The Semmelweis reflex, also known as the “truth is the first casualty of war” effect, is a psychological phenomenon in which people reject new or novel ideas, even if they are well-supported by evidence. This reflex is named after Ignaz Semmelweis, a Hungarian doctor who discovered that the incidence of childbed fever could be greatly reduced if doctors washed their hands before delivering babies. Despite the evidence in support of his discovery, Semmelweis’s ideas were rejected by the medical community at the time, and he was ridiculed and ostracized. The Semmelweis reflex is a common barrier to innovation and progress, as it can cause people to reject new ideas without considering the evidence in support of them. To avoid the Semmelweis reflex, it is important to be open-minded and to carefully evaluate new ideas on their merits, rather than rejecting them out of hand.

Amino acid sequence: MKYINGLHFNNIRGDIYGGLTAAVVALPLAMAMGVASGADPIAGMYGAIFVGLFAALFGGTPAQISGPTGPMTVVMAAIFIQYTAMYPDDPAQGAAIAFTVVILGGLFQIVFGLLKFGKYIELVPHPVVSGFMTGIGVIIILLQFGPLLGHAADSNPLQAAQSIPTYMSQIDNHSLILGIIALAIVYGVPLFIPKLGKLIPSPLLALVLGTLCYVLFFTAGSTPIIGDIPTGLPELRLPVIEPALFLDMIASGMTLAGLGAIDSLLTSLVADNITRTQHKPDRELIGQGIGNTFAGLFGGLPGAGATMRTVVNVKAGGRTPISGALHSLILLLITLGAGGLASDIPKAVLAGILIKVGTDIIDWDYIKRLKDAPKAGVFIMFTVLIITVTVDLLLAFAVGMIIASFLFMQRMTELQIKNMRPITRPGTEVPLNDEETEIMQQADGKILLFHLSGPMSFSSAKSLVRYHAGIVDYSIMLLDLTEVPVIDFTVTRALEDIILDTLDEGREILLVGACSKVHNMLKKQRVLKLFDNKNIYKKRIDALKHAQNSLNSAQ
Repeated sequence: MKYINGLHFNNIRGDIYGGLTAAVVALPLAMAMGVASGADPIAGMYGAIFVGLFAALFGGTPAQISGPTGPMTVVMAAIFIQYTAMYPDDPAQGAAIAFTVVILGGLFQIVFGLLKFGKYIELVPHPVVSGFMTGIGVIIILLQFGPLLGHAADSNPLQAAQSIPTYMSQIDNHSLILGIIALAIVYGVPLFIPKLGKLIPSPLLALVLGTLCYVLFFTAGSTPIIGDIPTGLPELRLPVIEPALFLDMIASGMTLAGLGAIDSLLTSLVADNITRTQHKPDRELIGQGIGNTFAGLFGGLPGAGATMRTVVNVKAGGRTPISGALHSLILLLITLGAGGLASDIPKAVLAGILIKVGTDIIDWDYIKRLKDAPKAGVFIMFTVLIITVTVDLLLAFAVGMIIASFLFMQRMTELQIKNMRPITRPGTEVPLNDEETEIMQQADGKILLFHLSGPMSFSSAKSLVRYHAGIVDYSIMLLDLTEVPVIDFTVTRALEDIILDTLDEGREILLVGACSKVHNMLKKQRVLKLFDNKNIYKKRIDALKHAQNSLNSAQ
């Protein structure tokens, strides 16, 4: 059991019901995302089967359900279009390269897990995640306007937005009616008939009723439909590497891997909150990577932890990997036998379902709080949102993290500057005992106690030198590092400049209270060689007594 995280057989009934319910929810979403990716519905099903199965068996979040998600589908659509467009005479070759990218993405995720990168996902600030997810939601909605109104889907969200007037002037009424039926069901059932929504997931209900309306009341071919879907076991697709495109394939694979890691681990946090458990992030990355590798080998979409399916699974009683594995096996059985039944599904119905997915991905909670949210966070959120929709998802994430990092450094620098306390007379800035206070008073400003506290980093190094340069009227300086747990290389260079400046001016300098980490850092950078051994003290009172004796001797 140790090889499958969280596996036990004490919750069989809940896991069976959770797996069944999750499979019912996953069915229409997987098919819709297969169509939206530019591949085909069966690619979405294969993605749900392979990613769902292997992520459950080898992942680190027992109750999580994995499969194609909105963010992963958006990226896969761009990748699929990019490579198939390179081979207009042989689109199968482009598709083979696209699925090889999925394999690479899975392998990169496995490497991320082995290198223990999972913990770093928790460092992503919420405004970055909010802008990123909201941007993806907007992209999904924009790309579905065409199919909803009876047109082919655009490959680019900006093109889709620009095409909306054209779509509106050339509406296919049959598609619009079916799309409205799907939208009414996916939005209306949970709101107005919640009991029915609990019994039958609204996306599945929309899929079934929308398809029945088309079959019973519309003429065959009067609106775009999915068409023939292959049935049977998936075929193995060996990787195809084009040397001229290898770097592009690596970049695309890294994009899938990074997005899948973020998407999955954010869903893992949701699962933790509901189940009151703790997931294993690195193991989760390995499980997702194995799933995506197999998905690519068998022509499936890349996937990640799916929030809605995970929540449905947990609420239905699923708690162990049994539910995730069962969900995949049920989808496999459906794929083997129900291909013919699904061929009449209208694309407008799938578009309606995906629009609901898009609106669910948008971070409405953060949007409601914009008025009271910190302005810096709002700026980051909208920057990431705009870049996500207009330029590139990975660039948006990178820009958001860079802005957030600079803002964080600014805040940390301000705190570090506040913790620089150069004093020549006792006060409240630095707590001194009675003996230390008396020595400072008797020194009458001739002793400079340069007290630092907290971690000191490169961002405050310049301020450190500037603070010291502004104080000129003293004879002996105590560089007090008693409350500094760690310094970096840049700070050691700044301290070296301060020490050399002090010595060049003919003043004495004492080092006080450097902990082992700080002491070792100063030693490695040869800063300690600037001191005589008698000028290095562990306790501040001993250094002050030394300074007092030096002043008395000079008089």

What is The Semmelweis Reflex In Behavioral Economics?
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